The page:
May 15 - 17

Jewish Educational Alliance Parking Lot

 

Click Here to Sign Up for a 30 minute tour.

The Cattle Car: Stepping In and Out of Darkness is an interactive, immersive and multimedia experience inside of an exact replica of a World War II cattle car that was used to transport Jews and other targeted groups to the concentration camps and extermination camps. Visitors will be able to emotionally connect to the displays as well as the experience through being immersed in this historical space.

 

The infamous Holocaust cattle car was used to forcibly deport Jews and other targeted groups to the concentration camps, labour camps and extermination camps throughout Europe between the years of 1941-1944. This was a wooden freight car meant to transport cattle. Up to 150 individuals were crammed into locked, windowless box cars and travelled for an average of 4 days in this state without food water, restroom facilities or even the ability to sit down. Many deportees died in the cattle cars enroute and for the others, it symbolized the terrifying descent into the darkness that robbed them of their families, freedom and for some, even their lives.

 

Historians suggest that without the mass transportation carried out on the railways in these box cars, the scale of the Final Solution would not have been possible.

Take a journey to the past...

 

As you stand in a ShadowLight cattle car--an exact replica of the one used during World War II--you are immediately transported back in time as men, women and children begin to file in with their baggage.

 

This immersive multimedia heightens the your sensory understanding through personal stories, music and sounds. It also allows you to reflect on modern-day issues of antisemitism and hate and how you relate to the Holocaust.

The Holocaust ended, but the hatred didn’t...

 

It’s easy to leave the past in the past, but the lessons that arise from history are meant to be shared and applied in present times. The Holocaust teaches us to pay attention to human behaviors that pose a threat to our democracy. The Holocaust was one of the worst demonstrations of hatred. This historical tragedy involved the state-sponsored murder of six million Jews by Nazi Germany and its co-conspirators.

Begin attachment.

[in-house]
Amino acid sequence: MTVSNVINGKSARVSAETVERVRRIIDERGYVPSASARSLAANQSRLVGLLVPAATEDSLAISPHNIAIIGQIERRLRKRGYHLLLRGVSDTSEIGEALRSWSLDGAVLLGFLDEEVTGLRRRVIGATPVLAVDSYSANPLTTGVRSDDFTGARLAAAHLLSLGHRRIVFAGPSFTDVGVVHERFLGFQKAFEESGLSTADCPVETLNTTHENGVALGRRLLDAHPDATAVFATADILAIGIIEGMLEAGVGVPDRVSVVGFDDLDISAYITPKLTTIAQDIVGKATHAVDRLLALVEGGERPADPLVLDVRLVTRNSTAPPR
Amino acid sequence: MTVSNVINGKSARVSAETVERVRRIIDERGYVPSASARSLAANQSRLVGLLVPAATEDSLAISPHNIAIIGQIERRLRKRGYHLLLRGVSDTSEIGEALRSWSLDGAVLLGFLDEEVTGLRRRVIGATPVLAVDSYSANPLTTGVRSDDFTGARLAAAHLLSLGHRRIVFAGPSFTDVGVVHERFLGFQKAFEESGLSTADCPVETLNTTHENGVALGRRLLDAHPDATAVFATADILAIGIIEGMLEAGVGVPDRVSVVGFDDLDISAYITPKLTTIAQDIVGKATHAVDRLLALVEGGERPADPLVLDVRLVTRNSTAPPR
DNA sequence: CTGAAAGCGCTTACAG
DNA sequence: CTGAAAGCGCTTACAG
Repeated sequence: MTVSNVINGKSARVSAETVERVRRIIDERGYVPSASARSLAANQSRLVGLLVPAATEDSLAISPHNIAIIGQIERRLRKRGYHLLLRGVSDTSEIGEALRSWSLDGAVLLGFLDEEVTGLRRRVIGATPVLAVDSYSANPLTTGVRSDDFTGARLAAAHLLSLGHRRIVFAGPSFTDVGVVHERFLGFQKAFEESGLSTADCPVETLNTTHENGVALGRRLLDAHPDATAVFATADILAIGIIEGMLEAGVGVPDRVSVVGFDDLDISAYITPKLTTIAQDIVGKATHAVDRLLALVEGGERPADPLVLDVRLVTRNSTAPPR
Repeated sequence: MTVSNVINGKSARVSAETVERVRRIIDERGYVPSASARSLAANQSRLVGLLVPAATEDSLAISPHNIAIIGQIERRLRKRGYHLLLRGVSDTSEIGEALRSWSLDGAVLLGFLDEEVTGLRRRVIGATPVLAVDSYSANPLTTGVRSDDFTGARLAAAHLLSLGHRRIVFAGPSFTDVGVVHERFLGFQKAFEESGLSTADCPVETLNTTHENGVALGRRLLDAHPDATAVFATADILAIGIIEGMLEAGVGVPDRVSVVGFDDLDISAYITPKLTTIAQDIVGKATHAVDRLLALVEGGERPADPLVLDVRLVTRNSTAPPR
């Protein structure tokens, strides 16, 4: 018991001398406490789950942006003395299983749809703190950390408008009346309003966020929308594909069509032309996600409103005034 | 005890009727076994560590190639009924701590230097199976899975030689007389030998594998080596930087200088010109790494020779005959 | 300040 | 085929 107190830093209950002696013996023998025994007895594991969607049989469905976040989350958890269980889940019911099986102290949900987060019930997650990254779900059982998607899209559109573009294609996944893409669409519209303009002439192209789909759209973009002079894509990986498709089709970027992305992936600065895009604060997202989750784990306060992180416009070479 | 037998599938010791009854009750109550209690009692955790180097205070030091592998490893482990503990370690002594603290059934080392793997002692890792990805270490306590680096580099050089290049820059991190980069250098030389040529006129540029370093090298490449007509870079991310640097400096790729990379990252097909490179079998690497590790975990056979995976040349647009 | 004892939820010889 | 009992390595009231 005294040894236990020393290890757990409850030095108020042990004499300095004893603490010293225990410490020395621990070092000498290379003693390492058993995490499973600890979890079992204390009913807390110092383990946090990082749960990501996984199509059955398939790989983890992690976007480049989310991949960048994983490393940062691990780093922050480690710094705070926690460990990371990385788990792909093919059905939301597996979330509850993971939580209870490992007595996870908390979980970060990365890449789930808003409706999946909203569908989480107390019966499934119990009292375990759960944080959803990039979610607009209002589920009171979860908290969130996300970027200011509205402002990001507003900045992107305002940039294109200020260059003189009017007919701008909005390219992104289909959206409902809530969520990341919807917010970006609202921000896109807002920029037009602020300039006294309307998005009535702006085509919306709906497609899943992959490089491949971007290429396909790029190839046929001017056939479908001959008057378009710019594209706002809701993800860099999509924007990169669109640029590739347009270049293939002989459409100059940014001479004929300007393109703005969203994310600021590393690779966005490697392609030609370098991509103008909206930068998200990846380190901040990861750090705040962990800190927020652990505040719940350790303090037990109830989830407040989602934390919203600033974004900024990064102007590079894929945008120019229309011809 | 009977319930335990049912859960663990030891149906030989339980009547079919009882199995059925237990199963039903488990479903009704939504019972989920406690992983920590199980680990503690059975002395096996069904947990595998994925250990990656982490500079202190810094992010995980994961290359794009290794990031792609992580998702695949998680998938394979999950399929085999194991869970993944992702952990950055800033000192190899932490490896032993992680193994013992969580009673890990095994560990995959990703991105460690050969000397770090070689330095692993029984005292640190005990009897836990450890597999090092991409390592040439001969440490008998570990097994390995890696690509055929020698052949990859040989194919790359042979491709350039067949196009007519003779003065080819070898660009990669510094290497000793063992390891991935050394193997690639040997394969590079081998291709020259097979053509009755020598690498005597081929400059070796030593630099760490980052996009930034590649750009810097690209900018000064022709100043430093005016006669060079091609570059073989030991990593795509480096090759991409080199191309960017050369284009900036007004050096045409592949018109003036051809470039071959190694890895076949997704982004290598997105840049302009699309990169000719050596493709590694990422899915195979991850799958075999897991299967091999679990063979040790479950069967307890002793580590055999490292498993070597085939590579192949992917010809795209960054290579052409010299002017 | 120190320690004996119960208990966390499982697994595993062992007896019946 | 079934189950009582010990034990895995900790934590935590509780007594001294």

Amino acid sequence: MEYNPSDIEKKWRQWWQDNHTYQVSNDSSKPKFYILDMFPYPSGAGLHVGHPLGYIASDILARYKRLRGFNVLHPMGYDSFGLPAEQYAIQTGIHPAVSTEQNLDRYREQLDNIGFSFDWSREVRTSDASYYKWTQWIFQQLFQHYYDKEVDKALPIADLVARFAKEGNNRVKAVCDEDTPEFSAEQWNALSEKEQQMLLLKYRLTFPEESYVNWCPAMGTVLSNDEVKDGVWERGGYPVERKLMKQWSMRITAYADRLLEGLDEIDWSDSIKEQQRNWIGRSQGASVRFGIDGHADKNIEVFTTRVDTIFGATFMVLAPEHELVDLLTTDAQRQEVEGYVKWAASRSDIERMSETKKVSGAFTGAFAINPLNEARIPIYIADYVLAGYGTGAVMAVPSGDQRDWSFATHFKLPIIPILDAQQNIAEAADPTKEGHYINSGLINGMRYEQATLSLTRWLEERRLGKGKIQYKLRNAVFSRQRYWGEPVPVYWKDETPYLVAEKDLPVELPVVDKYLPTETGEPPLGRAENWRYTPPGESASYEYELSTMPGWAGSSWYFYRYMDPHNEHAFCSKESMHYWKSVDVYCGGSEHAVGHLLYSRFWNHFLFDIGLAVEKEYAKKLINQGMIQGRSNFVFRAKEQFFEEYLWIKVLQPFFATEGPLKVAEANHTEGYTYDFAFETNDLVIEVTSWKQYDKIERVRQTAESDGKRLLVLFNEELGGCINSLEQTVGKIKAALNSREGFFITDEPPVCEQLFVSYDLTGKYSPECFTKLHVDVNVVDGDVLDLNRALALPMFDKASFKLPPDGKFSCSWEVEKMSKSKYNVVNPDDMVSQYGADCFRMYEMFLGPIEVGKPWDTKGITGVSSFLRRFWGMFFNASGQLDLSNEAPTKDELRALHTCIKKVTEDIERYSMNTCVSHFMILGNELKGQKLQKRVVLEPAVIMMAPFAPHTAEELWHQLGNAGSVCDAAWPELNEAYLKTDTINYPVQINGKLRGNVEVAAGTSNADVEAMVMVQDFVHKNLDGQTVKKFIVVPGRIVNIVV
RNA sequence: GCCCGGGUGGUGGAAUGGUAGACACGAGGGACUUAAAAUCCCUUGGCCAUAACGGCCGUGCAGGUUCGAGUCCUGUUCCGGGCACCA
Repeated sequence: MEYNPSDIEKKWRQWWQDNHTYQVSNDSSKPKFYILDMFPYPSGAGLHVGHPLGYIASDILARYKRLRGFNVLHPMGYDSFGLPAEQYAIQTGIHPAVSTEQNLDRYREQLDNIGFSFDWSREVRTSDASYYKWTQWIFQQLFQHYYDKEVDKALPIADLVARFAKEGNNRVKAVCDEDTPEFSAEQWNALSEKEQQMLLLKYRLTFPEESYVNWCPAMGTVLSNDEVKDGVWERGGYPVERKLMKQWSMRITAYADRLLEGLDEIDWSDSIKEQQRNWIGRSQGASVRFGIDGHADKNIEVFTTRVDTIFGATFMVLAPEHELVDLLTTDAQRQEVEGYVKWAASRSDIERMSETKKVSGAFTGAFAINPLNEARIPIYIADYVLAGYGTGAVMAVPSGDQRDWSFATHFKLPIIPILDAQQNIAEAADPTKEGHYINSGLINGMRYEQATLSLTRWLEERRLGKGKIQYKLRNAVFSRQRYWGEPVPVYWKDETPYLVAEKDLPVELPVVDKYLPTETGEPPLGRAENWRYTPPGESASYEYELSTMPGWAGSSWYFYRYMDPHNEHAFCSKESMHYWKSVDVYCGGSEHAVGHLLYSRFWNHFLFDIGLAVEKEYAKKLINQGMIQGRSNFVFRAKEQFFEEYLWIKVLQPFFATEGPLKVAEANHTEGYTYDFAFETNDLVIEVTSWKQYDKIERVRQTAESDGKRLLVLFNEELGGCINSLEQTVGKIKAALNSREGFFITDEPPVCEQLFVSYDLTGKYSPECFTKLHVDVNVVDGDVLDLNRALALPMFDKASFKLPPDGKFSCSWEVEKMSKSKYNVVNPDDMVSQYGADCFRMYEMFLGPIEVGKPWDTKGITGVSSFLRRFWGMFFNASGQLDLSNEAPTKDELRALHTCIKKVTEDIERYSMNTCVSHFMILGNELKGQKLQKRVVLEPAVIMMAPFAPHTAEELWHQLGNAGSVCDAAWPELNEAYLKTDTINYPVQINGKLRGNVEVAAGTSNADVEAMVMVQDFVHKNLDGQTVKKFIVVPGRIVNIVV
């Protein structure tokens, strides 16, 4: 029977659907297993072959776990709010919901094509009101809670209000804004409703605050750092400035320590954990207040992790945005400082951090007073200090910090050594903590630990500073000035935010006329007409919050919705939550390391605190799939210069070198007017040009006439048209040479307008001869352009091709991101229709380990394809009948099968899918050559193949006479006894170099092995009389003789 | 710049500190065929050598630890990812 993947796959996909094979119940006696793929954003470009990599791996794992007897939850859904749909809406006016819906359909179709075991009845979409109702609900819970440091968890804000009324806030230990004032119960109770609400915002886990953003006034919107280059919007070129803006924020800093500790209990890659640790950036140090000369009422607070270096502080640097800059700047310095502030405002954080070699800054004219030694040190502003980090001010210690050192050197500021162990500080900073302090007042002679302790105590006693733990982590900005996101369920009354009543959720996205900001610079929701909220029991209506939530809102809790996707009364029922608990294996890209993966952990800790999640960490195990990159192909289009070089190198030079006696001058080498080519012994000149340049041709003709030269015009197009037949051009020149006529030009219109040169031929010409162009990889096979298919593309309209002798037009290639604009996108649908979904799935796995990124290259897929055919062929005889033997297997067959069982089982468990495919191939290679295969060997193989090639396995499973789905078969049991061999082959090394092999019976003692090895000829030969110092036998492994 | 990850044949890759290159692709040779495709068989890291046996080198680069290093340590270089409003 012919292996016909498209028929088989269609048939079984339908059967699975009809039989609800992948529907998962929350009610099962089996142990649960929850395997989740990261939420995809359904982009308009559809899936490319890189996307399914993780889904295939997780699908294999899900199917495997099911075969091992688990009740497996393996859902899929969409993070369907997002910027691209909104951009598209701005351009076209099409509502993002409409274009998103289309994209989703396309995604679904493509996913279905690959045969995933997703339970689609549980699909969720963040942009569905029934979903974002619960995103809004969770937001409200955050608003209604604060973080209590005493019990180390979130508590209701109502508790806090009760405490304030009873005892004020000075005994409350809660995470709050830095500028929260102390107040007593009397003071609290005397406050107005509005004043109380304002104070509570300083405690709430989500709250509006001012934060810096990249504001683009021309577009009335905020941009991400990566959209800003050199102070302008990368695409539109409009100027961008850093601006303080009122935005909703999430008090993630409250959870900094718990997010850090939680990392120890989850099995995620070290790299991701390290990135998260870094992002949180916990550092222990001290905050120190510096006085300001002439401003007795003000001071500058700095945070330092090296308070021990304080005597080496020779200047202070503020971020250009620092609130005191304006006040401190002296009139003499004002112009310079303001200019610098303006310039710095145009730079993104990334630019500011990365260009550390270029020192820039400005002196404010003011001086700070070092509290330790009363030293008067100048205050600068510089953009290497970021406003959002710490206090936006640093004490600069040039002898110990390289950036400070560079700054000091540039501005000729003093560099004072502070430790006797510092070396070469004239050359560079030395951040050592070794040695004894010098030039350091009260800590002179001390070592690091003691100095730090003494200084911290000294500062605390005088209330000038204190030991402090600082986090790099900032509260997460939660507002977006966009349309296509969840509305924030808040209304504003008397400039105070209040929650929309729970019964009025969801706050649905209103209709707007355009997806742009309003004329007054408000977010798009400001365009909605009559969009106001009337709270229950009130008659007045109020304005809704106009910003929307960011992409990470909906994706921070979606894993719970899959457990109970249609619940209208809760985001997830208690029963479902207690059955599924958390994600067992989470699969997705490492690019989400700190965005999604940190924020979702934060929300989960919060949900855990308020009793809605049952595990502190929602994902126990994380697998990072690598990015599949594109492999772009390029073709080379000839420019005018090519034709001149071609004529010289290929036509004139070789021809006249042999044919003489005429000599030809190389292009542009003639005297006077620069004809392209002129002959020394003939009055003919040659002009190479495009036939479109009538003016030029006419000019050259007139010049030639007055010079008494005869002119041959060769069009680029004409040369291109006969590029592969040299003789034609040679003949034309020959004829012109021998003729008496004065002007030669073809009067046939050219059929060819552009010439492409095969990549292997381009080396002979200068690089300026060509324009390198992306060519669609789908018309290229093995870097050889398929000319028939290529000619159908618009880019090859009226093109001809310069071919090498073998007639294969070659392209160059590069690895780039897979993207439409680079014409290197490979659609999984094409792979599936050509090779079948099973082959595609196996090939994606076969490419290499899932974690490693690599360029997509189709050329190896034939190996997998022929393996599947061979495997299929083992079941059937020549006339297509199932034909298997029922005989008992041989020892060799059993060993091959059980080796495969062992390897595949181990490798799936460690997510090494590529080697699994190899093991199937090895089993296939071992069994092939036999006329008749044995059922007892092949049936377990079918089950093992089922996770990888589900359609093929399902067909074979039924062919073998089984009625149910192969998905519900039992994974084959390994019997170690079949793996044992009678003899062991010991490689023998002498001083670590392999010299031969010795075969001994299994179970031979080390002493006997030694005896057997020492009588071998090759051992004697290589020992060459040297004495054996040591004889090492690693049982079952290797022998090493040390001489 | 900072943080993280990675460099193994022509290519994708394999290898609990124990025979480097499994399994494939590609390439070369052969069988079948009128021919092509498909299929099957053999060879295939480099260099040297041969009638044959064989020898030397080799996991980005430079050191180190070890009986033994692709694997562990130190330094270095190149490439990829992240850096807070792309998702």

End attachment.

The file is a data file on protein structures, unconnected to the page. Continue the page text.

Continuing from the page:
Today, there are still genocides and mass killings occurring around the world. And there are extremists in our country who blatantly engage in activities influenced by bigotry. Their rhetoric and conduct are not just warnings for the future, but they are repetitions of history. Paying attention to these signs will not only help us draw parallels from the Holocaust and current events, but they will also motivate us to explore ways to prevent future tragedies against humanity.

 

Although we are decades past this event, the Holocaust is still relevant today as it serves as an example of how dangerous discrimination and dehumanization can be. If we stop talking about it, we may lose sight of the fragility of civilization.

Hate Ends Now is committed to highlighting the indifference, abuse of power, and violence that is prevalent around the country by spreading awareness through education about the Holocaust.

 

Putting an end to hatred is not an overnight undertaking, but it is worth the effort! We’ve come this far because of the courageous men and women who refused to conform to the systems that encourage bigotry and violence. You can resist too!

 

Take the time to learn about the Holocaust and other genocides. Not only will you walk away with newfound knowledge, but you will feel empowered to make a positive impact in your community and inspire others to do the same.

Funded through the

Dena Yaschik Bodziner Memorial Fund of the Jewish Community Foundation of Savannah

in partnership with